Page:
Swing Trading vs. Intraday Trading: Selecting Timeframe

Probably the single most-often asked question of me pertains to determining the timeframe for a trade.  Once you find a quality chart pattern, how do you decide whether to take it for a swing trade or a day trade?

I never hesitate to provide an answer to this because it’s such a great question and one that every trader faces. Of course there’s no right or wrong way to determine this, but for me there are a few things which play a role in my decision.

First and foremost, anytime the market is generally choppy, I’m less-inclined to initiate new swing trades (multi-day trades).  As a result, during those times I’ll usually shorten my timeframe and go with intraday trades as a preferred timeframe.

When it boils down to just the charts though, for me it comes down to 2 major elements.

Quality of the Base

If the base isn’t quite completed or it looks like it needs more work, I’ll take the trade for a single-day play rather than a multi-day swing.  For example, an ascending triangle which isn’t yet completed (needs tightening) will entail a much wider stop loss.  In that type of situation, I’d prefer to participate in the initial breakout rather than hold for a larger move that may involve substantially more risk.

The history of the stock also plays a role here.  If XYZ has in recent months proven able to generate good follow-through from similar patterns, I’ll go with it for a swing.  However, if it tends to be a 1-day wonder type of stock, I’ll usually opt for the single-day play.

Here’s an example of a stock with a recent history of making 1-day moves as it clears key levels, making it better-suited for single-day plays rather than tying up capital for days or weeks at a time without reason to expect movement:

one-day-mover

Potential for a Sizeable Move Relatively Quickly

I want my capital tied up as briefly as necessary in order to get paid for the risk I’m taking.  So a sluggish stock has less appeal to me, knowing that I’ll have that capital committed for a potentially longer period of time and for a potentially smaller reward.

Additionally, if there’s resistance (key levels or prior relative highs) not far above the base in question, I’ll likely lean toward a single-day trade timeframe and just aim to capture the initial breakout.  Here’s an example of that with price challenging a recent level (blue) and a pair of prior levels (red) not far beyond which could interfere with lasting progress on the upside:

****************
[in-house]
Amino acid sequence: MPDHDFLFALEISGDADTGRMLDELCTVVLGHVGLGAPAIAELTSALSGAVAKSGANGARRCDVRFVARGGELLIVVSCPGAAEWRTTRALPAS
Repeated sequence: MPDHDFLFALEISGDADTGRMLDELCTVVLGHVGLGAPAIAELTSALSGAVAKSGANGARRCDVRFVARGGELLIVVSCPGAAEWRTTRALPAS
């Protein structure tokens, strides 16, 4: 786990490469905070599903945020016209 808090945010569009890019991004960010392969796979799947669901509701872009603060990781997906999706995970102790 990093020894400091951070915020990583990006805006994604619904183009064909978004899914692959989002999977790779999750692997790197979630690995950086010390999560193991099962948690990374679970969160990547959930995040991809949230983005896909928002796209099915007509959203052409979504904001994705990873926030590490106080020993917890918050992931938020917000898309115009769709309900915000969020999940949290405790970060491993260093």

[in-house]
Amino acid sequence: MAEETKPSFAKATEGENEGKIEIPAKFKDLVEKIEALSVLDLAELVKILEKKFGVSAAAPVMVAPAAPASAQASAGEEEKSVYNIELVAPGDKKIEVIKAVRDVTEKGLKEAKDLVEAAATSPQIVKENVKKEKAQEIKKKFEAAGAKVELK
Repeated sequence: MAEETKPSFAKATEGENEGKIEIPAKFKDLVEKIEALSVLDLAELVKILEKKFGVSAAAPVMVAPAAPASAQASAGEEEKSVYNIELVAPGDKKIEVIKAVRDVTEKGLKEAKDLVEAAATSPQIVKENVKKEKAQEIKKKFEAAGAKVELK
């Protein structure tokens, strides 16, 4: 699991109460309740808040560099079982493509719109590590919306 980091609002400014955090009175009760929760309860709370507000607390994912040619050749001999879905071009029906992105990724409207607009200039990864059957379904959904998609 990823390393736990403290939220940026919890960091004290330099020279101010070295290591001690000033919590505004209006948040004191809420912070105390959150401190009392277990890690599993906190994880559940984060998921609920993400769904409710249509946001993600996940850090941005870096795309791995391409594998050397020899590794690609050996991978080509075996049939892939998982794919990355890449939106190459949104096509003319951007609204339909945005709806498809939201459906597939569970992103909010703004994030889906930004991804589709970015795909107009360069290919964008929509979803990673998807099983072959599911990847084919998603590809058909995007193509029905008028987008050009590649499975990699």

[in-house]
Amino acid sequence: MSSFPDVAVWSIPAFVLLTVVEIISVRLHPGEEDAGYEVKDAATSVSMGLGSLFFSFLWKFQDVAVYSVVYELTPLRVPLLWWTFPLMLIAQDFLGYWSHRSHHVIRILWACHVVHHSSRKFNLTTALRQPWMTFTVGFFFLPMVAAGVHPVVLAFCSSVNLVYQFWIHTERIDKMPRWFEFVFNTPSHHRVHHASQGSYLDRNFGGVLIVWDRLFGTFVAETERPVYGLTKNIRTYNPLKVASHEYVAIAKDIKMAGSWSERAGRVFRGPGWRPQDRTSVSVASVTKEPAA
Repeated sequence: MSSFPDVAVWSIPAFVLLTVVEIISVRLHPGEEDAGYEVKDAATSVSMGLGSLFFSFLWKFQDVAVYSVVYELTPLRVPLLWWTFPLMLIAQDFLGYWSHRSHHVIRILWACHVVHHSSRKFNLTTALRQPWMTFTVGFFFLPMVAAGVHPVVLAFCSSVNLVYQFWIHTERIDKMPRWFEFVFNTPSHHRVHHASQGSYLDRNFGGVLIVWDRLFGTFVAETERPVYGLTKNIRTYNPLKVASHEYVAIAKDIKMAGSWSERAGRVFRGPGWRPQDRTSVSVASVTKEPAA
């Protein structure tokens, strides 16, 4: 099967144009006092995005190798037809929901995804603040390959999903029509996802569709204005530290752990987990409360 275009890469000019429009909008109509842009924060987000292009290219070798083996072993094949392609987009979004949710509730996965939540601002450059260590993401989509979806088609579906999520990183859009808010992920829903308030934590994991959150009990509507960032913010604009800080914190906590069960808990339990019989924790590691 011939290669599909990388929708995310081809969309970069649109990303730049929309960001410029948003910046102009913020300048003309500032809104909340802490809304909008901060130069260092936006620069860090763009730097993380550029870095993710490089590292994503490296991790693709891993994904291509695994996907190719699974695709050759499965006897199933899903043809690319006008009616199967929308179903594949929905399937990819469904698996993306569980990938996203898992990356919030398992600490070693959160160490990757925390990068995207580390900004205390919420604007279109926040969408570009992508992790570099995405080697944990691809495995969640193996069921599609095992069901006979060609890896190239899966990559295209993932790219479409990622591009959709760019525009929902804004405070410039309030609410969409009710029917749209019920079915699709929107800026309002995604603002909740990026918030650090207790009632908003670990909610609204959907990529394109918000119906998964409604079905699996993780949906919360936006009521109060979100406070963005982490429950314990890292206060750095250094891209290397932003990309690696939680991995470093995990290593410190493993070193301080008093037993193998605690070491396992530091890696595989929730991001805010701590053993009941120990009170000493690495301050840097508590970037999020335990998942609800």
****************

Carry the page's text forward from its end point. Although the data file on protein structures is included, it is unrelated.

technical-overhead

For those who are able to watch the market intraday, single-day plays can prove supplemental as a cash-flow strategy.  Risk can be managed closely for those who aren’t prone to gambling or overtrading.  Intraday strategies can also provide the best approach during times of extreme volatility, when overnight gaps are happening frequently, or when high levels of cash are being maintained on an overnight basis.

Swing trading and position trading can tack on big gains quickly in an account when times are good, but having the flexibility to operate on multiple timeframes is an excellent way to diversify as a trader.

Finally, it’s imperative to understand the timeframe you most favor and seek to operate primarily on that timeframe.  If that’s intraday, do it.  If that’s on a multi-day basis or a multi-month basis, do it.  Know which style you favor and which style favors you, and aim to make the bulk of your trades on that timeframe. At the end of the day, we must all trade in accordance with what we’re comfortable with, and that’s something that only you can answer.

Related Posts:
Trading Timeframe Influences Position Size
Trading Roadblocks

Trade Like a Bandit!

Jeff White
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